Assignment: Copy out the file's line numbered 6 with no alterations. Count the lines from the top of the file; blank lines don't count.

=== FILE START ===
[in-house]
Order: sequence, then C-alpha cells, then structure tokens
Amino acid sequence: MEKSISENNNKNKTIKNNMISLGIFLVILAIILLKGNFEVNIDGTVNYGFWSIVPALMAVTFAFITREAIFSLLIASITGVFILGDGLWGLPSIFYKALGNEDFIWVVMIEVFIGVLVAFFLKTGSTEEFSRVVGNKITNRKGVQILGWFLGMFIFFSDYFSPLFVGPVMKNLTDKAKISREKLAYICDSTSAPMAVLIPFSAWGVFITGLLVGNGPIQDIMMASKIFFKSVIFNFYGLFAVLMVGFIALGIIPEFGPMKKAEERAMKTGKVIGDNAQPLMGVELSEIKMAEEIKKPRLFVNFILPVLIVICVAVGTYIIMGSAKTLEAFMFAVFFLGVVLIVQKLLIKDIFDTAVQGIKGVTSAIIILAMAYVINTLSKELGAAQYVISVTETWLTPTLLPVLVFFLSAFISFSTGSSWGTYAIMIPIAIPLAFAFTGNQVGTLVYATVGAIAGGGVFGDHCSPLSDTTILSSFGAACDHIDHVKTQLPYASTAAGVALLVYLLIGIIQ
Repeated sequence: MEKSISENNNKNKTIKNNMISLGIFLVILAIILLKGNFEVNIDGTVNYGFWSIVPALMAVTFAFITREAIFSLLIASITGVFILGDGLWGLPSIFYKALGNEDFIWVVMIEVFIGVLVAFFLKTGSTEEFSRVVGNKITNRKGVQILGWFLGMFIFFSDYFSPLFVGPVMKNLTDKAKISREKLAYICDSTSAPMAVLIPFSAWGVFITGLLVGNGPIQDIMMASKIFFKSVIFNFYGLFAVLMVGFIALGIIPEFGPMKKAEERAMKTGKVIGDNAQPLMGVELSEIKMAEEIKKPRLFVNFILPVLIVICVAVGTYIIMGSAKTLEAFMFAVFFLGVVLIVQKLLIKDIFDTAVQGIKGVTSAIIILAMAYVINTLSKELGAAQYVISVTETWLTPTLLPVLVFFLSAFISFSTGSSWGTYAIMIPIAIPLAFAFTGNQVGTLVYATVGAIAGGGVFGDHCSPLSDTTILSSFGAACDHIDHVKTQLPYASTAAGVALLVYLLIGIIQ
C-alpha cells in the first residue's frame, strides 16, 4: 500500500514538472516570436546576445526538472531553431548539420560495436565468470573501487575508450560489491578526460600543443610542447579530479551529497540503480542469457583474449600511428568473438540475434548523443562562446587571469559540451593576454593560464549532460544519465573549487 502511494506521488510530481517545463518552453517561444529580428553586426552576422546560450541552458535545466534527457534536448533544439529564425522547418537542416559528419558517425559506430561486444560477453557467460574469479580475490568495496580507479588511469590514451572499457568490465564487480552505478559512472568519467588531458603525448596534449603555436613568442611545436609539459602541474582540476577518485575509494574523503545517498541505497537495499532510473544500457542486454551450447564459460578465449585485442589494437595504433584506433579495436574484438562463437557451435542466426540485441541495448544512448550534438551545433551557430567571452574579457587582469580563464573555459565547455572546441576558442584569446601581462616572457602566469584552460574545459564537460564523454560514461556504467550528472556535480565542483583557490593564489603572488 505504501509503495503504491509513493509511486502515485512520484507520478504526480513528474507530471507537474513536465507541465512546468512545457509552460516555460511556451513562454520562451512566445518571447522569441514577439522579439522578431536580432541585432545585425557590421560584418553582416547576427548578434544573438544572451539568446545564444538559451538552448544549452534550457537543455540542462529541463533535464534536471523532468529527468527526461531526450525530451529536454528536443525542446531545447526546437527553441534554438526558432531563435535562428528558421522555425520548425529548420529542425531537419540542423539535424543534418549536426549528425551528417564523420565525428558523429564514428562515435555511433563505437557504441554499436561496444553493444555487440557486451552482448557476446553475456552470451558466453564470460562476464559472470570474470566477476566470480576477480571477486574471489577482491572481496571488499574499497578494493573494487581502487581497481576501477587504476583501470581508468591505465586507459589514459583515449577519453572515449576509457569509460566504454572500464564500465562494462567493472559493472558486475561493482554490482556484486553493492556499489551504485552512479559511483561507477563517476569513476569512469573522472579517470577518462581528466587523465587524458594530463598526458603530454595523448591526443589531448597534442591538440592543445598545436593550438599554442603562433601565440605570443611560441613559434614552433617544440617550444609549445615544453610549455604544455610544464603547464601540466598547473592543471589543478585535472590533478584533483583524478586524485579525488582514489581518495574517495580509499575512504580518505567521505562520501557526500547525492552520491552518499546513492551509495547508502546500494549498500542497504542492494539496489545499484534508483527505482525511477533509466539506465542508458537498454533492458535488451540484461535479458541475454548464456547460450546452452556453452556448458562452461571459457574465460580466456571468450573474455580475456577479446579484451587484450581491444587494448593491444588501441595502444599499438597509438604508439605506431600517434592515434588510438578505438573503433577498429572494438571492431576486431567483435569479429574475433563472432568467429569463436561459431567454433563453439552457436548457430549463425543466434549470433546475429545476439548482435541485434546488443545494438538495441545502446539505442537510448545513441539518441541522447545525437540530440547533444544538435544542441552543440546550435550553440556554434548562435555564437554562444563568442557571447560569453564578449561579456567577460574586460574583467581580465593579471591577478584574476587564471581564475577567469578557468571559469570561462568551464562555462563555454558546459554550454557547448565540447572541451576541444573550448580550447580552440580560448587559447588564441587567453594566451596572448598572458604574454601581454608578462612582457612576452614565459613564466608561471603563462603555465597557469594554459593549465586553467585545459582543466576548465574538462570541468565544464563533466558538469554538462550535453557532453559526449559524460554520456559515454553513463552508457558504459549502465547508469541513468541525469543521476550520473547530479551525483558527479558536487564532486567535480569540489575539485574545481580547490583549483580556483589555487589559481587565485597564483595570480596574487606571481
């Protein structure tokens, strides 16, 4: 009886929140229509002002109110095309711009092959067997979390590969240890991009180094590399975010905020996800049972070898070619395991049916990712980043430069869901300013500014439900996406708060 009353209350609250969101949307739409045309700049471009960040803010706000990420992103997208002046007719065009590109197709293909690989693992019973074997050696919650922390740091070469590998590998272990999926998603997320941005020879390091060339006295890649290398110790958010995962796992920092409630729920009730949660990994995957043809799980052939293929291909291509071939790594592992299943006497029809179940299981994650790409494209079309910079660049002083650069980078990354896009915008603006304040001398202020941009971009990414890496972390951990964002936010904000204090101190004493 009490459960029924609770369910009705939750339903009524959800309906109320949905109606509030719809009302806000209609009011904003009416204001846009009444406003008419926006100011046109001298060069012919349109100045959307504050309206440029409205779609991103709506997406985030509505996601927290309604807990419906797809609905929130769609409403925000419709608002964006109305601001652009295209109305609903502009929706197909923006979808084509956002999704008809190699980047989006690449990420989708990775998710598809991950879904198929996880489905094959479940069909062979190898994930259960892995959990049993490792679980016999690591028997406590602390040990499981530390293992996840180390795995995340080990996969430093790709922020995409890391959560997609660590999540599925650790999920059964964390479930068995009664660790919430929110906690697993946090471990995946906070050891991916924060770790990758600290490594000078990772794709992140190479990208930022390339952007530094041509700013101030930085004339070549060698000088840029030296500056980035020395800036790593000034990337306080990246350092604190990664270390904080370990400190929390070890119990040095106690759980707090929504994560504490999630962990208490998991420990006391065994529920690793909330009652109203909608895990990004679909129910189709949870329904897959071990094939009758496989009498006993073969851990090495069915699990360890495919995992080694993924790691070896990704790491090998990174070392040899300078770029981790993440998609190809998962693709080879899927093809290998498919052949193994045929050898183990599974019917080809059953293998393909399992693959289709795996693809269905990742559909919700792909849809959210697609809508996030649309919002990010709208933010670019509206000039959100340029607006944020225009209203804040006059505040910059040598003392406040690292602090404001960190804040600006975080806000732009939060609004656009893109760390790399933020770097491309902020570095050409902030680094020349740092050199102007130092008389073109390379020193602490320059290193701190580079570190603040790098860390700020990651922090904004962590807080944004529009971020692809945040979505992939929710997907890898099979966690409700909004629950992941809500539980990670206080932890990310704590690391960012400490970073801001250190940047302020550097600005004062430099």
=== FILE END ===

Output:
């Protein structure tokens, strides 16, 4: 009886929140229509002002109110095309711009092959067997979390590969240890991009180094590399975010905020996800049972070898070619395991049916990712980043430069869901300013500014439900996406708060 009353209350609250969101949307739409045309700049471009960040803010706000990420992103997208002046007719065009590109197709293909690989693992019973074997050696919650922390740091070469590998590998272990999926998603997320941005020879390091060339006295890649290398110790958010995962796992920092409630729920009730949660990994995957043809799980052939293929291909291509071939790594592992299943006497029809179940299981994650790409494209079309910079660049002083650069980078990354896009915008603006304040001398202020941009971009990414890496972390951990964002936010904000204090101190004493 009490459960029924609770369910009705939750339903009524959800309906109320949905109606509030719809009302806000209609009011904003009416204001846009009444406003008419926006100011046109001298060069012919349109100045959307504050309206440029409205779609991103709506997406985030509505996601927290309604807990419906797809609905929130769609409403925000419709608002964006109305601001652009295209109305609903502009929706197909923006979808084509956002999704008809190699980047989006690449990420989708990775998710598809991950879904198929996880489905094959479940069909062979190898994930259960892995959990049993490792679980016999690591028997406590602390040990499981530390293992996840180390795995995340080990996969430093790709922020995409890391959560997609660590999540599925650790999920059964964390479930068995009664660790919430929110906690697993946090471990995946906070050891991916924060770790990758600290490594000078990772794709992140190479990208930022390339952007530094041509700013101030930085004339070549060698000088840029030296500056980035020395800036790593000034990337306080990246350092604190990664270390904080370990400190929390070890119990040095106690759980707090929504994560504490999630962990208490998991420990006391065994529920690793909330009652109203909608895990990004679909129910189709949870329904897959071990094939009758496989009498006993073969851990090495069915699990360890495919995992080694993924790691070896990704790491090998990174070392040899300078770029981790993440998609190809998962693709080879899927093809290998498919052949193994045929050898183990599974019917080809059953293998393909399992693959289709795996693809269905990742559909919700792909849809959210697609809508996030649309919002990010709208933010670019509206000039959100340029607006944020225009209203804040006059505040910059040598003392406040690292602090404001960190804040600006975080806000732009939060609004656009893109760390790399933020770097491309902020570095050409902030680094020349740092050199102007130092008389073109390379020193602490320059290193701190580079570190603040790098860390700020990651922090904004962590807080944004529009971020692809945040979505992939929710997907890898099979966690409700909004629950992941809500539980990670206080932890990310704590690391960012400490970073801001250190940047302020550097600005004062430099």